LAKE BUENA VISTA, Fla., Nov. 1, 2013 – Sporting black and white stripes, there’s a new addition to the savanna at Disney’s Animal Kingdom Lodge. In October, the team welcomed a rare, baby Hartmann’s Mountain zebra.
The filly and her mother are bonding well and doing fine after the yearlong gestation. Disney’s animal care team, including veterinarians carefully monitored the mother throughout her pregnancy.
Typically found in mountainous regions of southwestern Africa, the species is characterized by a striking pattern of narrow vertical stripes covering its head and body. The species is considered endangered, with only 50 Hartmann’s mountain zebras in the United States and an estimated 7,000 throughout the world.
Disney’s Animal Programs team is actively involved in the Association of Zoos and Aquariums Species Survival Plan for this critical species. The team is proud to have a successful birth of a rare species.
The Hartmann’s mountain zebra is listed as vulnerable on the International Union for Conservation of Nature’s Red List of threatened species, which determines the risk of extinction to animals. The zebra’s endangerment continues due to experience of loss of habitat in their native Africa.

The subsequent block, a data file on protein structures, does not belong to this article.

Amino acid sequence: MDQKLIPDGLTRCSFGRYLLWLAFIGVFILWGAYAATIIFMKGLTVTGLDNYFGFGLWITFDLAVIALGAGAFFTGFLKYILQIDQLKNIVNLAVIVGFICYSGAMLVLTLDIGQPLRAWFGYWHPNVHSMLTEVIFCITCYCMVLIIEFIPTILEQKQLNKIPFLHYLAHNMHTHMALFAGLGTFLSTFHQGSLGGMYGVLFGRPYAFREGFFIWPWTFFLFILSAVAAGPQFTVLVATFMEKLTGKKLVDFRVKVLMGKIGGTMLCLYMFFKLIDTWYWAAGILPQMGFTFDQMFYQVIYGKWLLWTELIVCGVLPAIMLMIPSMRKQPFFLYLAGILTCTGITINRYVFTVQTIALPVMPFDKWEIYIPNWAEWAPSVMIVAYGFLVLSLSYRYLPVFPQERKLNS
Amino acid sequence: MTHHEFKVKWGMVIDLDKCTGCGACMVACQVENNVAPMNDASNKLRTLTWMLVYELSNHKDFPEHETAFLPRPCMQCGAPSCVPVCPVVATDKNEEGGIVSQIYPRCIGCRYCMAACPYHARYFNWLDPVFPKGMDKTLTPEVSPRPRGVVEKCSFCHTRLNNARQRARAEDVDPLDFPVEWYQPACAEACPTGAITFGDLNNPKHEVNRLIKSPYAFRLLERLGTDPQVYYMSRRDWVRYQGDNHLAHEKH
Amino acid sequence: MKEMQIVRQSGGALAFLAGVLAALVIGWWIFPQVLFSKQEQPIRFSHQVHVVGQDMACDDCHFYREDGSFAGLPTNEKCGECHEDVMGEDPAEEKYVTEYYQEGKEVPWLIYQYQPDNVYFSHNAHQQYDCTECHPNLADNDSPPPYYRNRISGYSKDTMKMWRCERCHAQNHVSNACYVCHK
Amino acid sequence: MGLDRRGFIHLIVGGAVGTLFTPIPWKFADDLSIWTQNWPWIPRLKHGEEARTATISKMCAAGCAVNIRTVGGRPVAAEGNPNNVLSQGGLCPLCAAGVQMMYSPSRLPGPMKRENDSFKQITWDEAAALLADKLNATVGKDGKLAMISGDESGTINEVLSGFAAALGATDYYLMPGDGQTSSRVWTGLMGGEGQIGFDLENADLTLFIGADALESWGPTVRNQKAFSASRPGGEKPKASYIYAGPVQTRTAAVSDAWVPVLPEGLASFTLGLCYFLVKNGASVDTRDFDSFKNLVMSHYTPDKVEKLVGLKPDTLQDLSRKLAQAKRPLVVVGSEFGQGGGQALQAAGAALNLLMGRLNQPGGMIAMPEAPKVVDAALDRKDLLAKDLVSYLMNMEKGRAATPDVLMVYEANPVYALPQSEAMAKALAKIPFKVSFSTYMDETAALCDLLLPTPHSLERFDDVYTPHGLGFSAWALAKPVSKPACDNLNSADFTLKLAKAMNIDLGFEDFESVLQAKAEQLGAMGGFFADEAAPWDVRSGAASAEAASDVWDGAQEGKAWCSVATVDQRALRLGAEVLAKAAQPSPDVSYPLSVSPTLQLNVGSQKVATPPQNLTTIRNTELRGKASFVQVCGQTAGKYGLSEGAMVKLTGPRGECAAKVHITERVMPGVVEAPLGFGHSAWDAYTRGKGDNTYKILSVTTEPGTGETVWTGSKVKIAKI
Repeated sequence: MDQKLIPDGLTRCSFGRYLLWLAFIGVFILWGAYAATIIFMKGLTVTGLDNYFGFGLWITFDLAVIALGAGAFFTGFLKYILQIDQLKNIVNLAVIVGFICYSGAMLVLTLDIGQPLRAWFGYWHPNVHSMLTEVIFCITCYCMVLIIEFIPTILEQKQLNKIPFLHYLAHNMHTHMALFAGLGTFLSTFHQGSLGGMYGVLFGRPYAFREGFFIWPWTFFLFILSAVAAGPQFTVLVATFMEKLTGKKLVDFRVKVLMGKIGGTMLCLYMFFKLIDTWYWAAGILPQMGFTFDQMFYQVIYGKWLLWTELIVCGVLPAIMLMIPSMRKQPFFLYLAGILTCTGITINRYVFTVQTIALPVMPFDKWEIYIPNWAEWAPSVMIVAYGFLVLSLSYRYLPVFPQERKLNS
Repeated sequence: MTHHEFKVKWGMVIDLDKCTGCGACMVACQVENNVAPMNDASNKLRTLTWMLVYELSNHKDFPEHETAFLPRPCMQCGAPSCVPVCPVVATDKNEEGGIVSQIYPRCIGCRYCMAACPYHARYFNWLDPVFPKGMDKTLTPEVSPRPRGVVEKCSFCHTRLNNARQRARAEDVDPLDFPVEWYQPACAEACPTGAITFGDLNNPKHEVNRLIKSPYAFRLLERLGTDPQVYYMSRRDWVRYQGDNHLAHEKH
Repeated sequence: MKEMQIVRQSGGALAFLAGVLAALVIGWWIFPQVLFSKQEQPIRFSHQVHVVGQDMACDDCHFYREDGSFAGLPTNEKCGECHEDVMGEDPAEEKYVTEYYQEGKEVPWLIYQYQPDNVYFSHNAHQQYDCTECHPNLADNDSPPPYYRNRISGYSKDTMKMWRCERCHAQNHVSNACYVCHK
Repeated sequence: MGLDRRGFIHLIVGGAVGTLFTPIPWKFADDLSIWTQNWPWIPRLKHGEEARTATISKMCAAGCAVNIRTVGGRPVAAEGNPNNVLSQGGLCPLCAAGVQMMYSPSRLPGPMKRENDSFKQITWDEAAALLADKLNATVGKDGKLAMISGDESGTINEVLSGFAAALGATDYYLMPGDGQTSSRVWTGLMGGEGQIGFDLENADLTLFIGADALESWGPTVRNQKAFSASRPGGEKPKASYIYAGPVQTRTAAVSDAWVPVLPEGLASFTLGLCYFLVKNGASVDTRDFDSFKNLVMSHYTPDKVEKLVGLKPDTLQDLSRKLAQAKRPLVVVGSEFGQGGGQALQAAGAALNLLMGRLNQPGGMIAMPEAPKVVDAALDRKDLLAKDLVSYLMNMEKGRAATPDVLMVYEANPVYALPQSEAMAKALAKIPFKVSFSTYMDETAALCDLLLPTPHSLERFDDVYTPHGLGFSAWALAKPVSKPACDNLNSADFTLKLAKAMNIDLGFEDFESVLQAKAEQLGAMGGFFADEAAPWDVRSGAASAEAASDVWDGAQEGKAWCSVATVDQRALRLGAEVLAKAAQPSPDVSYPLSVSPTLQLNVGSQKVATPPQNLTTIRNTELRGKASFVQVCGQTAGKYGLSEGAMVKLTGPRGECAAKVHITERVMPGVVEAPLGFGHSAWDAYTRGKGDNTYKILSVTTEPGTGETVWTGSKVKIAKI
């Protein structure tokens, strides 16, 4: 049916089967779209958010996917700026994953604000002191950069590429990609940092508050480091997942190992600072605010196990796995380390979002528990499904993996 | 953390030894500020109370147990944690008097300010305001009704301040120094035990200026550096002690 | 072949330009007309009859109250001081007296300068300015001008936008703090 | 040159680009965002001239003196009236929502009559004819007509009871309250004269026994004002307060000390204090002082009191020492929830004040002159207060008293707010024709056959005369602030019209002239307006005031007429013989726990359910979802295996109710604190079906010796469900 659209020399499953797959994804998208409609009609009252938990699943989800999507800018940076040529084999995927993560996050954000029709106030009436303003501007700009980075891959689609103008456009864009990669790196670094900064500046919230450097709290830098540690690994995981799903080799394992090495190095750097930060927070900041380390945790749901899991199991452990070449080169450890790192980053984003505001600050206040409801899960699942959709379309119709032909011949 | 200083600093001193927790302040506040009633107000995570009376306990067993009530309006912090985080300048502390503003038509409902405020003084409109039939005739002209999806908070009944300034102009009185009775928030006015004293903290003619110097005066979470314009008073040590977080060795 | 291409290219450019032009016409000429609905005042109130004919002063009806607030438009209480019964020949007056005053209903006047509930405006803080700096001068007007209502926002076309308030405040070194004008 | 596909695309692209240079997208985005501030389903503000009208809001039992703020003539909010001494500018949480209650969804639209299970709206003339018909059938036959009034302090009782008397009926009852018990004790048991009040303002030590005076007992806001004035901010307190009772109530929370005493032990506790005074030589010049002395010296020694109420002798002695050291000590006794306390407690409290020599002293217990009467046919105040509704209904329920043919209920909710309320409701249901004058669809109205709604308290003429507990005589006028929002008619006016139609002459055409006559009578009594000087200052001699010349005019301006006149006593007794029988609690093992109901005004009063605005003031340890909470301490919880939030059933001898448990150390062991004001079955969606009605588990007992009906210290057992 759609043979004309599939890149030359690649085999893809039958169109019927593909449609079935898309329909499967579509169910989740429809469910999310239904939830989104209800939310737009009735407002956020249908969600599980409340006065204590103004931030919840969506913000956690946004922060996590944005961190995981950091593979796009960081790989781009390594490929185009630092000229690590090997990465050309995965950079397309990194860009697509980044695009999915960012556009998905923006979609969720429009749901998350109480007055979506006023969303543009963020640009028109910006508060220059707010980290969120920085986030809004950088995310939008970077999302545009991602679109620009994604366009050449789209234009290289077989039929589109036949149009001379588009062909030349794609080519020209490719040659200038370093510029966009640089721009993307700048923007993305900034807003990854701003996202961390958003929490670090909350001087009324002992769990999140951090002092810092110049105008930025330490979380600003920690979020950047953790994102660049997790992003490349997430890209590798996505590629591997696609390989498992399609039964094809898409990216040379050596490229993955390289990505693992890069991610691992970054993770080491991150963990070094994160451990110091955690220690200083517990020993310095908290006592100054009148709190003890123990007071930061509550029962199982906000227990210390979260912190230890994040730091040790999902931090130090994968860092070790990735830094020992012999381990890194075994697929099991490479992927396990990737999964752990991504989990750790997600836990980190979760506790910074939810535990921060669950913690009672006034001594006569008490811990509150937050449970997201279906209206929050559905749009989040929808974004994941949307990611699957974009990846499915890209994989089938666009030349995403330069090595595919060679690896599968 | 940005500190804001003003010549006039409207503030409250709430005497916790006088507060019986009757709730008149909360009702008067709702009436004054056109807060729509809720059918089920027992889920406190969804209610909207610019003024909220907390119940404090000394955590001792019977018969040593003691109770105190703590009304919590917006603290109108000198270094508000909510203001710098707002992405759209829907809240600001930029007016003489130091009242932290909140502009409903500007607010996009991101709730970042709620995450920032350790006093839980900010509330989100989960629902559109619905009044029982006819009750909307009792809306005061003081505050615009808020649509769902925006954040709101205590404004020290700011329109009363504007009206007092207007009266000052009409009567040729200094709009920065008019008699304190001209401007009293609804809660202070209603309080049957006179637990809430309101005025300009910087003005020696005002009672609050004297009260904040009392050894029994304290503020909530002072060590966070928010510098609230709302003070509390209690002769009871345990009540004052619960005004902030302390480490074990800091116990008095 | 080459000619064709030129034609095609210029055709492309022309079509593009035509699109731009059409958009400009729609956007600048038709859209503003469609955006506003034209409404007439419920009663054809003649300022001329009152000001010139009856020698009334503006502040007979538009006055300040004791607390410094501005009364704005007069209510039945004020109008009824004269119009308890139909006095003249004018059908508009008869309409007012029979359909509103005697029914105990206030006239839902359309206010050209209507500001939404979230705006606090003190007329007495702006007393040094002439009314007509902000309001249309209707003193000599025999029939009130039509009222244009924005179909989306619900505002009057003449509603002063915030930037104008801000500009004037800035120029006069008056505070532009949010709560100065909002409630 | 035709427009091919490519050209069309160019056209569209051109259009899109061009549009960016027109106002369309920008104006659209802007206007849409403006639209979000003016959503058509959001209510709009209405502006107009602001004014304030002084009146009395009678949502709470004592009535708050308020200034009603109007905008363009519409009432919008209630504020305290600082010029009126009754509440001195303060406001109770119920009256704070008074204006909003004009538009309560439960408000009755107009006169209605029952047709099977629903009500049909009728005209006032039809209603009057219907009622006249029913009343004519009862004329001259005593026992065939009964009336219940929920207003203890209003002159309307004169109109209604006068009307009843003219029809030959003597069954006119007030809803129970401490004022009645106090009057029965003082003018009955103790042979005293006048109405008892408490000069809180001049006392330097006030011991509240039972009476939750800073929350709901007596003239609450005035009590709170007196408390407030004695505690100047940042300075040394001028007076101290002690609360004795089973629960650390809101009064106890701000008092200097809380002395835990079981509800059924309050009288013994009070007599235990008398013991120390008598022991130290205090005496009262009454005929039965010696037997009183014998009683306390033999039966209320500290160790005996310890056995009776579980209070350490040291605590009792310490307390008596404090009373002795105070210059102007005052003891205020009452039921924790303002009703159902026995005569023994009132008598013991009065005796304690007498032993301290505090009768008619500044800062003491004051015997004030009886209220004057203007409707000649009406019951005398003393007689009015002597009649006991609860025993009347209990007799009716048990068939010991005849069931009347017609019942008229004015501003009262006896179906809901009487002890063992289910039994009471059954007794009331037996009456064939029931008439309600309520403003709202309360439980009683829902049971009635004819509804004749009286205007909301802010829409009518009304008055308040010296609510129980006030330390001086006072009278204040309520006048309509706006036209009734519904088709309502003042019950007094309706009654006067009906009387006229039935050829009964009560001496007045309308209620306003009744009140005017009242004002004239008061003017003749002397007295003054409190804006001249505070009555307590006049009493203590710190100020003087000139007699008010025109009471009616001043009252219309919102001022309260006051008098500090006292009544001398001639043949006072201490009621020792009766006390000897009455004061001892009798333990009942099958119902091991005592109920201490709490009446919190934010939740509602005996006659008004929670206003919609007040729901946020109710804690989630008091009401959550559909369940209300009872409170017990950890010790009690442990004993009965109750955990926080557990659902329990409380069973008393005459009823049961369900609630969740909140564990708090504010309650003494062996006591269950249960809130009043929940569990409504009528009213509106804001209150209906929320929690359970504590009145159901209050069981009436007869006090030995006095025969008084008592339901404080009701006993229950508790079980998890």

Just a few fun facts about zebras:
- With three species of zebra, they can be distinguished by their stripes: plains zebras have wider stripes that wrap around their bellies. The Hartmann’s Mountain zebras have thinner stripes that don’t extend around the belly.
- No two individual zebras look exactly alike.
- Most scientists believe that the zebra’s stripes may serve to break up the outline of the zebra’s body in the herd and provide some camouflage when the zebra is standing in tall grass.
- The Hartmann’s Mountain zebra can weigh up to 800 pounds and grow up to eight and a half feet.
- Mountain zebras eat mostly grass, bark, leaves and tree and shrub shoots. Though they prefer mountainous regions for their habitat, they are known to move to lower elevations to graze in cold weather and seek shelter in caves or wooded areas.